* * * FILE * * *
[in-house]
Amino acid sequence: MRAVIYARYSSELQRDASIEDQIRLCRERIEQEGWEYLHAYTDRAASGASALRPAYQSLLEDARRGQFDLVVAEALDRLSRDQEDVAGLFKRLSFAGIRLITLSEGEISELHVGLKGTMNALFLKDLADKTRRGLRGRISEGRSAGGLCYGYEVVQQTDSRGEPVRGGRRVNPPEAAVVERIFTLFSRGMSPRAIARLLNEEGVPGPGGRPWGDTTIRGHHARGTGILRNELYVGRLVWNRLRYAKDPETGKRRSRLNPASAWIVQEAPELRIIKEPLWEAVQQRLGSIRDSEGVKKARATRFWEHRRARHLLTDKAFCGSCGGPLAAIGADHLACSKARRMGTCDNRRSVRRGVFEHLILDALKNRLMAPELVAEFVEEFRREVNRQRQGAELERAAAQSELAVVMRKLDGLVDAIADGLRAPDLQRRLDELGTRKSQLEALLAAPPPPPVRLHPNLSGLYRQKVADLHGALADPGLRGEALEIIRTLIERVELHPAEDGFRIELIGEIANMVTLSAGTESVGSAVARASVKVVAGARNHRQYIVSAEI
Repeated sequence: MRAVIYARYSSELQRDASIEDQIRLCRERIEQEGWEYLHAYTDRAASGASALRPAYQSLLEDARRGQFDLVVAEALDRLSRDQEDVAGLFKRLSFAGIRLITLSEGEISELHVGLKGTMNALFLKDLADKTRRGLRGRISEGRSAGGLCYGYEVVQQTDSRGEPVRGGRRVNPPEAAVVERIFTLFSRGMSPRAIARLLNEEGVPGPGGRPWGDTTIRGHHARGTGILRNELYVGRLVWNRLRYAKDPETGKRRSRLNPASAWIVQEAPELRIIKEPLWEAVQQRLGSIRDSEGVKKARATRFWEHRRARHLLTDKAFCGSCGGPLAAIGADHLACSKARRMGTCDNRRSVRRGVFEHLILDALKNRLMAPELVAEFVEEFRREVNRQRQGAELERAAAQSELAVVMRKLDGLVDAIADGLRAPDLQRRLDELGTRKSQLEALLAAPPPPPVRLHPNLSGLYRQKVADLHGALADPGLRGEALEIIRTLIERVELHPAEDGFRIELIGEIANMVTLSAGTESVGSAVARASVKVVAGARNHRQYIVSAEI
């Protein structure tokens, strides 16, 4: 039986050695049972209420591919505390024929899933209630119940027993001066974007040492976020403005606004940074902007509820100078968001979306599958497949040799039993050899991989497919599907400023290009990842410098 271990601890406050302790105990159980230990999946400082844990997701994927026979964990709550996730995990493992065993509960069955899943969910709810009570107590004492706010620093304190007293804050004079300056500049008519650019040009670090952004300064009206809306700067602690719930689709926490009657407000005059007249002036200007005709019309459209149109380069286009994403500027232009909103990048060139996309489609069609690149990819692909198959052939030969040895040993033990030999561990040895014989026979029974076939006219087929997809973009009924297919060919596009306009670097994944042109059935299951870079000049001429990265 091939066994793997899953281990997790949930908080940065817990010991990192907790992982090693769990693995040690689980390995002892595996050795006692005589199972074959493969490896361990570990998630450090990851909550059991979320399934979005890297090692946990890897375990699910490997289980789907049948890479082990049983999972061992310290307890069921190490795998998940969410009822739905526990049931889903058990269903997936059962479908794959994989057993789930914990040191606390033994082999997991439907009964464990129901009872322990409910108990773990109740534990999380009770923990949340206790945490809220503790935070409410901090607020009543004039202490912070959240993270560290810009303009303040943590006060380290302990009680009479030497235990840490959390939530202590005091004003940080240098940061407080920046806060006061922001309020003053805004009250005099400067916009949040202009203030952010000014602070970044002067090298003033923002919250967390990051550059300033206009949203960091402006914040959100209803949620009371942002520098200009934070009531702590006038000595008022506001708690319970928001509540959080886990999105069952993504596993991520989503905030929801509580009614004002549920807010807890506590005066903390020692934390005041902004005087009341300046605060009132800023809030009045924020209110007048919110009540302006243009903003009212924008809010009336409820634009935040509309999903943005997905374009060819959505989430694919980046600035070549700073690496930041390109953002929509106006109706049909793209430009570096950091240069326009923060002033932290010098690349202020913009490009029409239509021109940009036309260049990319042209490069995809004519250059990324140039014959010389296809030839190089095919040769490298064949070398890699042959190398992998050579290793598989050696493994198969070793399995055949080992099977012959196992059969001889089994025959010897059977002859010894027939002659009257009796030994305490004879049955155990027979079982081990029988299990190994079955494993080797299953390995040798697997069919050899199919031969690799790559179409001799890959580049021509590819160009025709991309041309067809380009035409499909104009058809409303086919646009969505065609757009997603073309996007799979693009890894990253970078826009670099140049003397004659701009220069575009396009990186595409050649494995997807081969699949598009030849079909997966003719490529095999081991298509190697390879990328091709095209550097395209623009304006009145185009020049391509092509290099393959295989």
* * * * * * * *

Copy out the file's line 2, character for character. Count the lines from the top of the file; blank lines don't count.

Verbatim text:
Amino acid sequence: MRAVIYARYSSELQRDASIEDQIRLCRERIEQEGWEYLHAYTDRAASGASALRPAYQSLLEDARRGQFDLVVAEALDRLSRDQEDVAGLFKRLSFAGIRLITLSEGEISELHVGLKGTMNALFLKDLADKTRRGLRGRISEGRSAGGLCYGYEVVQQTDSRGEPVRGGRRVNPPEAAVVERIFTLFSRGMSPRAIARLLNEEGVPGPGGRPWGDTTIRGHHARGTGILRNELYVGRLVWNRLRYAKDPETGKRRSRLNPASAWIVQEAPELRIIKEPLWEAVQQRLGSIRDSEGVKKARATRFWEHRRARHLLTDKAFCGSCGGPLAAIGADHLACSKARRMGTCDNRRSVRRGVFEHLILDALKNRLMAPELVAEFVEEFRREVNRQRQGAELERAAAQSELAVVMRKLDGLVDAIADGLRAPDLQRRLDELGTRKSQLEALLAAPPPPPVRLHPNLSGLYRQKVADLHGALADPGLRGEALEIIRTLIERVELHPAEDGFRIELIGEIANMVTLSAGTESVGSAVARASVKVVAGARNHRQYIVSAEI